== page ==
When it comes to kicking off your career in the right direction, taking on an internship can often feel like a life-or-death situation. But sacrificing a living wage should never be the price you pay for experience.
In a recent InternMatch survey, 36.9 percent of employers said they offer unpaid internships or internships below minimum wage. As a woman, it's important to understand how these uncompensated gateways of career experience are impacting you on a different level than the guys in your college classes. Especially considering that three in four unpaid interns are women, according to a study by Intern Bridge.
So, why are women like you at greater risk for interning without pay? It may be because female-dominated fields like education, social sciences, health sciences, arts and humanities are most likely to offer unpaid internships. Today, you may be OK with taking on an internship at an organization or company without the funds to pay you for four months. But it's also true that allowing women to accept opportunities for less than their skills are worth sets us in the wrong direction for negotiating salaries in the future.
Here's why you should never settle for going without pay:
You're Not Doing The Economy Any Favors
It's no secret that the job market isn't exactly shining at the moment. And by accepting an unpaid internship, you're participating in an economy that promotes unpaid labor. This is because the millions of unpaid internships in the U.S. every year are costing hundreds of thousands of jobs.
While paid internships transform into a job 60 percent of the time, unpaid internship experiences offer only a one percent bump over no internship experience at all when it comes to turning into a full-time, paid gig (37 percent vs. 36 percent). This data-supported realization that unpaid internships have only a one percent impact on employment should completely overturn the idea that "paying your dues" with unpaid labor will be better off for your career in the long run.
It Will Put A Cramp In Your Wallet
Oftentimes, taking on your dream internship means relocating to a big, bustling city, renting a pricey apartment, and not even being compensated for the duties you're spending so much time to afford to take part in.
For many students and recent graduates, taking on an internship means acquiring money in a variety of ways to cover not only the cost of the experience, but the school credit. This often comes in the form of student loans, parental support and even donations. In fact, 65 percent of students rely on financial assistance from parents during their internships. Why let someone else front the bill for an experience that should be paid for by your employer?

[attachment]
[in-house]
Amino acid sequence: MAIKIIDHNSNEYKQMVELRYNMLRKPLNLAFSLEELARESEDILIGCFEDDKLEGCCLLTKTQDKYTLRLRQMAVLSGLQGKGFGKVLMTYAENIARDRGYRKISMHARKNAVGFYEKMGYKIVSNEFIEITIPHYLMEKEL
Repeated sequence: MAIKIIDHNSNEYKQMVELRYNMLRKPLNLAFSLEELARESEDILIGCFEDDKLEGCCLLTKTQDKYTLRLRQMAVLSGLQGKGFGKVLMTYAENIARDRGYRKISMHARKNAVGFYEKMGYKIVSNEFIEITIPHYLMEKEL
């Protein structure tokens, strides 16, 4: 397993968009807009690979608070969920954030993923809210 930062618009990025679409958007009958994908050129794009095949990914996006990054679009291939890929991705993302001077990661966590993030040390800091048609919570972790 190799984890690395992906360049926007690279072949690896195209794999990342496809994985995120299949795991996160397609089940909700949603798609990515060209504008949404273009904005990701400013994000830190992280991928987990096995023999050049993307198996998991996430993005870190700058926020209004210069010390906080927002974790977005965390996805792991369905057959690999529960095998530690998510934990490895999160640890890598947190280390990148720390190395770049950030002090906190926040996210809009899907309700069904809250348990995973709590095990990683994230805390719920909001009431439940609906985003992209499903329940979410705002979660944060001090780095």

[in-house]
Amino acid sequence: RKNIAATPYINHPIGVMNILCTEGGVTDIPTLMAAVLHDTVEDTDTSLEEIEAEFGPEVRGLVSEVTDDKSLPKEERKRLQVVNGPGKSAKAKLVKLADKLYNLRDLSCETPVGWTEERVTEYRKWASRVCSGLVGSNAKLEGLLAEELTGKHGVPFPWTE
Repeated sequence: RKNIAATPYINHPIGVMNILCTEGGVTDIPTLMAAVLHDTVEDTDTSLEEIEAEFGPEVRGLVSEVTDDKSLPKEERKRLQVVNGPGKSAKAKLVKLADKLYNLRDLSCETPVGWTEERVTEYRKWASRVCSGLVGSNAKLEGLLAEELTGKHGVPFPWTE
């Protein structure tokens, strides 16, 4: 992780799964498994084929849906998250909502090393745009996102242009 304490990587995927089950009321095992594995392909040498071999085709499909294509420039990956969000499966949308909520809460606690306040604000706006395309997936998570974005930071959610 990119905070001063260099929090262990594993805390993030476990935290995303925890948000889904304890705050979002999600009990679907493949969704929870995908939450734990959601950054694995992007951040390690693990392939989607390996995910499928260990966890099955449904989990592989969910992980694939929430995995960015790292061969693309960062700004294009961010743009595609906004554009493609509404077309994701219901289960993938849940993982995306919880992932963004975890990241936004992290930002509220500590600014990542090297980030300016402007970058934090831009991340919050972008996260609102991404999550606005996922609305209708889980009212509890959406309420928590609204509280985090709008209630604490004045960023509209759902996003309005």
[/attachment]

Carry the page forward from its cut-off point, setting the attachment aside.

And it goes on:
No Pay Opens The Door To Discrimination
Labor groups have fought hard over the last 100+ years to protect workers from discrimination in both the hiring process and on the job. But as an unpaid intern, you have no legal recourse when it comes to sexual harassment or discrimination on the job because you're not actually an employee. Scary, right?
With 20 million students currently attending college and 60 percent borrowing annually to cover costs, there's no penny that isn't being pinched. This plays into another form of unpaid internship discrimination: Unpaid internships aren't easily accessible if you're not affluent. As I stated above, unpaid internships aren't cheap. If you're not part of the upper middle class or swimming in extra student loan money, taking on an unpaid internship may not even be a possibility for you.
It's Probably Not Even Legal
Far too many employers are simply calling a role an internship and using it to bring on extra sets of hands around the office -- at no cost to them. This means it's highly likely that going without pay during your internship is actually illegal for your employer.
By law, private employers are only able to offer an unpaid internship if it's in accordance with the U.S. Department of Labor Wage and Hour Division standards. Make sure you've spend some time reviewing these before your internship search. In short, these guidelines state that in order to be unpaid, an internship must be highly educational -- as close as possible to the educational experience students are receiving in college. The employer providing the internship must also derive no immediate advantage from the activities of the intern or have duties that displace a regular employee.
You deserve to be paid for your time and duties during your internship. It's time to fight the outdated idea that "pulling yourself up by your bootstraps" and working for free will get you ahead in your career. Stand up for paid internships -- not just for yourself, but for women in all industries.
Have you taken an unpaid internship? Share your experiences below!